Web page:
Two female employees complained of sexually suggestive behaviour by Republican US presidential contender Herman Cain when he headed the National Restaurant Association in the 1990s, the website Politico has said.
The women ultimately left the trade group after signing agreements that gave them financial payouts to leave the association and barred them from talking about their departures, the report said.
Cain's campaign called the allegations "unsubstantiated personal attacks".
The report could damage Cain's increasingly popular bid to win the Republican nomination to challenge President Barack Obama in 2012.
Cain, the former CEO of Godfather's Pizza, has taken the lead in many opinion polls of Republicans in recent weeks despite never having held public office.
A recent poll had him ahead of his main rival - former Massachusetts governor Mitt Romney - in the state of Iowa, which holds the first of a series of state-by-state contests to choose the Republican party's candidate.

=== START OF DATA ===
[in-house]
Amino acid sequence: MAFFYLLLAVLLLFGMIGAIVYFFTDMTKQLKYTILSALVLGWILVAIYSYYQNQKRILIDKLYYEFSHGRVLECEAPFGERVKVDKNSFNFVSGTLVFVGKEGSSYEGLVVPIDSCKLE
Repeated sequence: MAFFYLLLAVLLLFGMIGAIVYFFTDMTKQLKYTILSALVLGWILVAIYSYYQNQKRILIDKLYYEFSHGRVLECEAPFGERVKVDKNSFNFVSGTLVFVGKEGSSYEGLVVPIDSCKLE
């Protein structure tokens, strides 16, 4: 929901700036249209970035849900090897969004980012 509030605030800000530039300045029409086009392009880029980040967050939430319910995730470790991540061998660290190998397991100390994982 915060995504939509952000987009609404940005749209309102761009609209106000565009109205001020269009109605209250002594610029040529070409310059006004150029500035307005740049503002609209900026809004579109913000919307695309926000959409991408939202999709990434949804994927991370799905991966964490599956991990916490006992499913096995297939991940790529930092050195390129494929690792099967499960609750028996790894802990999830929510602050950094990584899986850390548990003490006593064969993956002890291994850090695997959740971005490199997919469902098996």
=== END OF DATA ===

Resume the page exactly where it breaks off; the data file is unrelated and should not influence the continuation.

'Thinly sourced allegations'
Politico said the employees, whom they have identified but decided not to name, had complained to colleagues and senior association officials that inappropriate behaviour by Cain made them angry and uncomfortable.
The site said its story was based on multiple sources.
"Fearing the message of Herman Cain, who is shaking up the political landscape in Washington, 'Inside the Beltway' media have begun to launch unsubstantiated personal attacks on Cain," JD Gordon, his campaign spokesman, said in a statement.
He said Politico was "dredging up thinly sourced allegations".
The Cain campaign also responded to Politico on Twitter: "From Team HC: Sadly we've seen this movie played out before. Mr. Cain and all Americans deserve better", the campaign tweeted.
Asked by Politico about the allegations, Cain said he has "had thousands of people working for me" at different businesses over the years and could not comment "until I see some facts or some concrete evidence".